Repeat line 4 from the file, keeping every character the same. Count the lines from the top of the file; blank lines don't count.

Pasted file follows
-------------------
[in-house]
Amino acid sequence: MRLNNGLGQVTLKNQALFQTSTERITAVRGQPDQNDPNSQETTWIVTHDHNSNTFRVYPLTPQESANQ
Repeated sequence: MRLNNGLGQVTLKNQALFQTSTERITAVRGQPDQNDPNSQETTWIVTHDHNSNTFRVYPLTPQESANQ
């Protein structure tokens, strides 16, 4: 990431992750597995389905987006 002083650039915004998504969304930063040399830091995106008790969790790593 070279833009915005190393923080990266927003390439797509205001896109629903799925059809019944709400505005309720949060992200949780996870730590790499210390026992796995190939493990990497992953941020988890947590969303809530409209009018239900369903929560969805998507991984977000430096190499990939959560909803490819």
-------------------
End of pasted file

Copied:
């Protein structure tokens, strides 16, 4: 990431992750597995389905987006 002083650039915004998504969304930063040399830091995106008790969790790593 070279833009915005190393923080990266927003390439797509205001896109629903799925059809019944709400505005309720949060992200949780996870730590790499210390026992796995190939493990990497992953941020988890947590969303809530409209009018239900369903929560969805998507991984977000430096190499990939959560909803490819």